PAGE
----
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What is the difference between grounding and grounded electrical conductors?
Sunday, July 22, 2018
These are terms used in the NEC (National Electrical Code) and technical manuals. The “grounding” conductor is a wire that provides a safe route for electricity that has left its intended route through an appliance and has energized a component that could potentially cause an electrical shock. It is commonly called a ground wire, and is either a bare wire or has green insulation. The “grounded” conductor is the white wire that provides a return route to complete a 120-volt circuit, and it is commonly called the neutral wire.
They are both secured to the same bus bars in a main service panel, but are not interchangeable. A grounded/neutral wire is intended to carry electricity whenever a 120-volt circuit is in use, but a grounding/ground wire should only conduct electricity when a component has become energized and is unsafe. The ground wire will then complete a circuit and trip a breaker to warn you of a problem.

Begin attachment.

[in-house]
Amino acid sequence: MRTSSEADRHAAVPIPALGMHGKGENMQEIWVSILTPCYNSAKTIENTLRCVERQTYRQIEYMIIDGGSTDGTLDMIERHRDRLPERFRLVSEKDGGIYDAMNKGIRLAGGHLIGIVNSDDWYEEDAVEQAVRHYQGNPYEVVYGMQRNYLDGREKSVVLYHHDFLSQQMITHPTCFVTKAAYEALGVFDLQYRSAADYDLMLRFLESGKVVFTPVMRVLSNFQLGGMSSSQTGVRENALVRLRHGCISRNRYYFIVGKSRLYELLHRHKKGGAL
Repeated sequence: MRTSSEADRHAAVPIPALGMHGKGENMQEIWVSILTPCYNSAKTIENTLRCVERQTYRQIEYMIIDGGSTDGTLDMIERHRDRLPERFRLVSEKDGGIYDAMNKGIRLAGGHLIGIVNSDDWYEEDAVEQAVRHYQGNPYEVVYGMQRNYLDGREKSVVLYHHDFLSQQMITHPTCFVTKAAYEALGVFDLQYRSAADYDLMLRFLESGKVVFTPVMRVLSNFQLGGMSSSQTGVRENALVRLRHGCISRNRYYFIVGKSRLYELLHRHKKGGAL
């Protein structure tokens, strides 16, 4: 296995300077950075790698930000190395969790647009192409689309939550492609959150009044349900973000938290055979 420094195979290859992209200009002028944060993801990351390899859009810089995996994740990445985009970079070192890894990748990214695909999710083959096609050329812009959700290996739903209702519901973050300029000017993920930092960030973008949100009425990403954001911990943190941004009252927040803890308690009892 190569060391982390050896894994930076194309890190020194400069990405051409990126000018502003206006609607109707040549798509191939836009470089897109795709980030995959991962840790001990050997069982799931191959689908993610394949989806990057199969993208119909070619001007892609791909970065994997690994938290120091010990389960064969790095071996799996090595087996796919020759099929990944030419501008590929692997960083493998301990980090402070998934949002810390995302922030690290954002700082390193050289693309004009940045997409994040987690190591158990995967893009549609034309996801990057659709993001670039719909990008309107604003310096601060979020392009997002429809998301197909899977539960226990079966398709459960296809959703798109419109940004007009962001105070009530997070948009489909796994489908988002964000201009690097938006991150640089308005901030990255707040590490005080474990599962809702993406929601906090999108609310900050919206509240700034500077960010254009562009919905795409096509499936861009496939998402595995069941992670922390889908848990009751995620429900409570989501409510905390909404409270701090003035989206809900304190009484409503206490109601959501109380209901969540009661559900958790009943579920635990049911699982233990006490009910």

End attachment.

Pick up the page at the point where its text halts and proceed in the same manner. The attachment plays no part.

In any subpanels past the main service panel, the grounded/neutral wires must be on a separate bus bar from the grounding/ground wires, and the grounded/neutral bus bar must be isolated from ground.
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